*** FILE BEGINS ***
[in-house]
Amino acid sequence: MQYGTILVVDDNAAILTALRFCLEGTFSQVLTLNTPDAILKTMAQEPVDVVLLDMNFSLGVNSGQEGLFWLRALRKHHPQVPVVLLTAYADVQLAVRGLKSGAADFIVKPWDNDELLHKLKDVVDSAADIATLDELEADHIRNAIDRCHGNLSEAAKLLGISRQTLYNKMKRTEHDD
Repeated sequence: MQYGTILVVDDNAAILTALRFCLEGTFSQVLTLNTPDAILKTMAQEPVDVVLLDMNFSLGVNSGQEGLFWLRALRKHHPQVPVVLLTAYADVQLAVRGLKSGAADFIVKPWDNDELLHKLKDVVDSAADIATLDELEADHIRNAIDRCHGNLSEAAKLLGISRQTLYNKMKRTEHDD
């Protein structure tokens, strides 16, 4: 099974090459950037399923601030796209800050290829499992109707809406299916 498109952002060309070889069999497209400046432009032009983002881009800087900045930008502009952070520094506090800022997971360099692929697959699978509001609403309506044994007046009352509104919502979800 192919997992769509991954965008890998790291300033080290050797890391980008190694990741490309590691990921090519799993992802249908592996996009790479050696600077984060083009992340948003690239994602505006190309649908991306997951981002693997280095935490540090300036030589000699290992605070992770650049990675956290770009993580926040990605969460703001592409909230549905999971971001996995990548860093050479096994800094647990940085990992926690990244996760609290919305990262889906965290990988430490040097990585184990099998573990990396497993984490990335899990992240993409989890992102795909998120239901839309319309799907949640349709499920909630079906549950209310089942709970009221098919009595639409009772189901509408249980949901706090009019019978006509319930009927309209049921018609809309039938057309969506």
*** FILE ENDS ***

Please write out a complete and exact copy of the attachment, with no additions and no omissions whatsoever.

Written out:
[in-house]
Amino acid sequence: MQYGTILVVDDNAAILTALRFCLEGTFSQVLTLNTPDAILKTMAQEPVDVVLLDMNFSLGVNSGQEGLFWLRALRKHHPQVPVVLLTAYADVQLAVRGLKSGAADFIVKPWDNDELLHKLKDVVDSAADIATLDELEADHIRNAIDRCHGNLSEAAKLLGISRQTLYNKMKRTEHDD
Repeated sequence: MQYGTILVVDDNAAILTALRFCLEGTFSQVLTLNTPDAILKTMAQEPVDVVLLDMNFSLGVNSGQEGLFWLRALRKHHPQVPVVLLTAYADVQLAVRGLKSGAADFIVKPWDNDELLHKLKDVVDSAADIATLDELEADHIRNAIDRCHGNLSEAAKLLGISRQTLYNKMKRTEHDD
């Protein structure tokens, strides 16, 4: 099974090459950037399923601030796209800050290829499992109707809406299916 498109952002060309070889069999497209400046432009032009983002881009800087900045930008502009952070520094506090800022997971360099692929697959699978509001609403309506044994007046009352509104919502979800 192919997992769509991954965008890998790291300033080290050797890391980008190694990741490309590691990921090519799993992802249908592996996009790479050696600077984060083009992340948003690239994602505006190309649908991306997951981002693997280095935490540090300036030589000699290992605070992770650049990675956290770009993580926040990605969460703001592409909230549905999971971001996995990548860093050479096994800094647990940085990992926690990244996760609290919305990262889906965290990988430490040097990585184990099998573990990396497993984490990335899990992240993409989890992102795909998120239901839309319309799907949640349709499920909630079906549950209310089942709970009221098919009595639409009772189901509408249980949901706090009019019978006509319930009927309209049921018609809309039938057309969506």